You can't ignore my techno

Experiment with post-modern reinterpretation of vital organ placement.

It’s actually very alarming how little of the accident I remember. I think I know where I had parked the scooter but beyond that there’s absolutely nothing in my recollection. From what I have figured out afterwards from doctors and so on, the accident was severe and I came off pretty hard, pulverizing quite a lot of my important bits. The main thing I know about the accident is that I was broken enough that I had to be evacuated to a nearby hospital using a spatula.

I wasn’t taken directly to Ko Lanta hospital but instead to Krabi town. The hospital itself wasn’t ideally suited for this type of accident, and it took them a little while to get around to sorting out my various injuries. In their defence though, I think the initial decision when I was delivered to them was whether to classify me as road-kill or not.

Step one in the recovery process was un-bursting my lung. They attached a drain to syphon off the spare couple of litres of blood that had taken up residence in there. After a while, they were able to coax the lung back into full-size.

Eventually I was transferred in a big fancy airplane to a hospital in Bangkok. The fact that I had planned to visit Bangkok but never got around to it makes the whole ordeal that little sweeter. I did get some cool scars out of it though, as they replaced my left collar bone.

Generally lots things have been gradual improvements. But it really bloody hurts when I sneeze. When my nose feels a little ticklish, there is a non-zero part of me that currently expects me to sneeze and basically burst, something I’m sure we’d all agree would be quite messy.

When you end up in a situation like this, it’s astonishing just how important the little victories are, and how easy they are to forget how easy they were. Due to my prolonged bed-ridden state as well as bits of shattered bones everywhere, it was an astonishing amount of effort just to do something as simple as sit up on the bed without resting my back on it, and even more effort to perch at the edge. I required several days of help from physical therapists just to be able to sit up straight or even stand up without severe dizziness - a by-product of broken inner ear bones and some funky contusions. It may sound small but walking to the bathroom and washing my hands by my self was a very important achievement for me at this time.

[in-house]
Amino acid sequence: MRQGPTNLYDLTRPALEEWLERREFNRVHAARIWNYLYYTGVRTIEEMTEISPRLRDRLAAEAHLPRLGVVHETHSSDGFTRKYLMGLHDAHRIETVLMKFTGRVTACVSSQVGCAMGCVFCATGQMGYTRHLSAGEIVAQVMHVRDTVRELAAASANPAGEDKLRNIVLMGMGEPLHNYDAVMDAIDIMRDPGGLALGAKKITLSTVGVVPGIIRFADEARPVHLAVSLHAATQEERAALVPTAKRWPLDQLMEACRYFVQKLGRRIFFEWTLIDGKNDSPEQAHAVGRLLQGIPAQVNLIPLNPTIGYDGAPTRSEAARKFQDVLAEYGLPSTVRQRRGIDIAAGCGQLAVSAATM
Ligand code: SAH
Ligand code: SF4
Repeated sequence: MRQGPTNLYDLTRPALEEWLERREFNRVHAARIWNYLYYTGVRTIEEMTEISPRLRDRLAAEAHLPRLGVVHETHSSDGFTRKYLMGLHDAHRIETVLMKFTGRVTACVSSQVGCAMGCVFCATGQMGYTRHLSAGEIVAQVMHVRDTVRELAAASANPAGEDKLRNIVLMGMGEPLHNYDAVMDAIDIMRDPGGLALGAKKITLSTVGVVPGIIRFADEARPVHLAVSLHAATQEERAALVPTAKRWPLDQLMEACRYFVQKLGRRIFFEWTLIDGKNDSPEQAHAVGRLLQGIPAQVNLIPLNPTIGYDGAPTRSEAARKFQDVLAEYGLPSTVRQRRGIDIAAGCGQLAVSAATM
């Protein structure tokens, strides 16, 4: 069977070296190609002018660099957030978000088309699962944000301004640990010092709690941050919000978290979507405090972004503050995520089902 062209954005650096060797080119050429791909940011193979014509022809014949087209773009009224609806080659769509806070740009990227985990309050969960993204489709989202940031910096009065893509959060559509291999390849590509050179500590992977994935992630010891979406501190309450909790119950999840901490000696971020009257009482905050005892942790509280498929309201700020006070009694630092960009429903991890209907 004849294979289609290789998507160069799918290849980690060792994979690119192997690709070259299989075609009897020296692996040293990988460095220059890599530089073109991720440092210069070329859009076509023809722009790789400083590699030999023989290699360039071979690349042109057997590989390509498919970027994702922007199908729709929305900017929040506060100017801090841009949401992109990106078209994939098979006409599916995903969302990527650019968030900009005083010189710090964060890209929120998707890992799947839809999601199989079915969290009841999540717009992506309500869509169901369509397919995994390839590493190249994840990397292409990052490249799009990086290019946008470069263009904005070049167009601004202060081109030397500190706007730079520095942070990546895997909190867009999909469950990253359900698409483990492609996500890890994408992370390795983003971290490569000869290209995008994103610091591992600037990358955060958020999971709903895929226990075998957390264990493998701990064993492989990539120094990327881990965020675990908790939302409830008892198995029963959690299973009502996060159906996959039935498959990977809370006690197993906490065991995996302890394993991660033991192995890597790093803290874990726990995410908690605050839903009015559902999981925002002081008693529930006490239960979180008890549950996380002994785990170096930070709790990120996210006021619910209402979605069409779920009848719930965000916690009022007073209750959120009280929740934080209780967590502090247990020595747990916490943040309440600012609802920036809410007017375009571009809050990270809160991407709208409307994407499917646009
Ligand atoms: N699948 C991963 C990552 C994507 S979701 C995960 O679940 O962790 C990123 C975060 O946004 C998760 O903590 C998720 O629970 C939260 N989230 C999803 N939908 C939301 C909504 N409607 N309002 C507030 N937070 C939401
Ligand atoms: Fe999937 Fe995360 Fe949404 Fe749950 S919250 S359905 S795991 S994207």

Time for some cheery thoughts looking to the future. I am, through all this, very lucky to have had excellent care and excellent facilities available, and the excellent support they gave when piecing me together. My mother was also integral in recovery - she had flown out from back home in the UK when she found out about the accident and stayed by my side for weeks, even during the less lucid moments. Just a note to that one doctor who kept mentioning I was "lucky to be alive": I’m not sure that really helped.

I’m in constant fear that when I sneeze, my lungs will burst out of my ribcage like something out of Alien. One last complaint: I had some surgery done on the left side of my head, and before hand I asked if they could get that damn song out. Turns out they couldn’t, an earworm is for life.

Anyway if any of you want to go travelling in Thailand, I can suggest not driving on a scooter then getting hit on the head by the road.


Carl Crowder


Hi I'm Carl. I'm wandering about the globe and writing code as I do it, and occasionally doing comedy standup or improv or webcomics too.

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